Lynne Ramsay's YOU WERE NEVER REALLY HERE is an auteur's vision of a revenge flick - a character study full of symbolism.
50+ of Father Gore's favourite films directed by women, from the 1930s to current day.
We Need to Talk About Kevin. 2011. Directed by Lynne Ramsay. Screenplay by Rory Stewart Kinnear & Lynne Ramsay; based on the novel of the same name by Lion Shriver.
Starring Tilda Swinton, Ezra Miller, John C. Reilly, Jasper Newell, Ashley Gerasimovich, Siobhan Fallon Hogan, Alex Manette, James Chen and Lauren Fox. BBC Films/UK Film Council/Independent.
Rated R. 112 minutes.
Director Lynne Ramsay has done a couple very interesting films thus far. Her debut feature Ratcatcher is a bleak but important bit of cinema. Her follow-up feature, Morvern Callar, is a beautiful, elegant and atmospheric film with a solid performance from Samantha Norton. Ramsay’s style is at times gritty and realistic, which lends itself excellently to We Need to Talk About Kevin, and others it can take on the quality of dreams, again giving power to her latest work.
We Need to Talk About Kevin is not just powerful filmmaking. It is also incredibly powerful storytelling and writing in general. The novel tackled a viciously sensitive subject in the United States. Five years later, we still hear of school shootings, or mass shootings in general every few weeks, if that. The specter of Columbine will always loom over the U.S. no matter if there was never another shooting at a school again. But the fact it’s become too commonplace in the States is just another sensitive point in this dark tale. However, it isn’t simply the violence which Ramsay focuses on in her film, it is the lead up to the violent act which Kevin commits that takes center stage. Watching this film is a way of understanding the other side, the families of those who commit atrocious acts, and Ramsay dives to the heart of doubt, guilt, and self-hatred with the help of one of the greatest actors of our time, Tilda Swinton, as well as the enormous talent of young Ezra Miller.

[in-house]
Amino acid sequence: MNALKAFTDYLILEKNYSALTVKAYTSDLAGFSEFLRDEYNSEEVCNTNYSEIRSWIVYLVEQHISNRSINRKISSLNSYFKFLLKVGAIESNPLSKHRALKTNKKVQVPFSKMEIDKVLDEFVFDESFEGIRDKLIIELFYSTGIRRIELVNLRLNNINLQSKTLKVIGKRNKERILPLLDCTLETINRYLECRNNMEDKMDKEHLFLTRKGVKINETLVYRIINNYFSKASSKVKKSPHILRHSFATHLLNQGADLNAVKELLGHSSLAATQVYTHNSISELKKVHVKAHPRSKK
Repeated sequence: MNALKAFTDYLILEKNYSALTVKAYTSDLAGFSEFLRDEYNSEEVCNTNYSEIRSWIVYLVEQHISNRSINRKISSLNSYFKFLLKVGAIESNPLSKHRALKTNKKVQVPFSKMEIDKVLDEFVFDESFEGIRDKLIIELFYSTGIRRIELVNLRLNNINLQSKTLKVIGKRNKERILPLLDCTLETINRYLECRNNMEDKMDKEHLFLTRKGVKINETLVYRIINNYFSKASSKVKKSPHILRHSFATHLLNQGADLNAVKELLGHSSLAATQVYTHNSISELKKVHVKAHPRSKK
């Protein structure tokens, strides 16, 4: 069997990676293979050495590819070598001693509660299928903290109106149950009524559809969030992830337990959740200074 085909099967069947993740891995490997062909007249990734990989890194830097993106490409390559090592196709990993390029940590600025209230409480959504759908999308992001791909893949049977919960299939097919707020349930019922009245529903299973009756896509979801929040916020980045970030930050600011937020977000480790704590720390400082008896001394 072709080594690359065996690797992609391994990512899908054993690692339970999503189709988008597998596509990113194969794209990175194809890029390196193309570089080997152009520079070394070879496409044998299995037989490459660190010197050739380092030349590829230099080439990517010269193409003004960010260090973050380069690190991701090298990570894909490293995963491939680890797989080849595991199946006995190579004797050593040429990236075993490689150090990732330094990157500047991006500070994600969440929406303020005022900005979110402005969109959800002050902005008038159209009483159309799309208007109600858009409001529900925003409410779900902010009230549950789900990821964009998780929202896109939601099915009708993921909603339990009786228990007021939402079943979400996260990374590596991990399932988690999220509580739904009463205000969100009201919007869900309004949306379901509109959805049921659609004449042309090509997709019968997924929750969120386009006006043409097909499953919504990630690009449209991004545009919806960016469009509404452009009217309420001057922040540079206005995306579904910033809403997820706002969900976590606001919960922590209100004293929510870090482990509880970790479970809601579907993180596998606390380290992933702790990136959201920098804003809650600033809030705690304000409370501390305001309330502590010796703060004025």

Eva Khatchadourian (Tilda Swinton) has seen better days. Long after the incident which marred her life for eternity, she struggles to find work. She used to be a great travel writer, a cushy job and lots of security. But after her troubled son Kevin (Ezra Miller) murdered and permanently injured many people at his high school, life is a bit rough. Her and former husband Franklin (John C. Reilly) no longer love one another, which really started to happen even before the killing, but ever since Kevin’s hideous acts their relationship is worse.
As Eva struggles to try and make it through her immediate future, we watch the flashbacks of her life, including even the ones she might not want us to witness. We see how Kevin grew into what he became, the monster which walked into that high school and killed people, but more than that we discover why Eva is almost determined to take the abuse thrown at her by strangers, grieving fathers and mothers in the streets. The guilt she feels is due to her relationship with Kevin.
But can we really blame Eva, no matter what she did, for Kevin’s actions?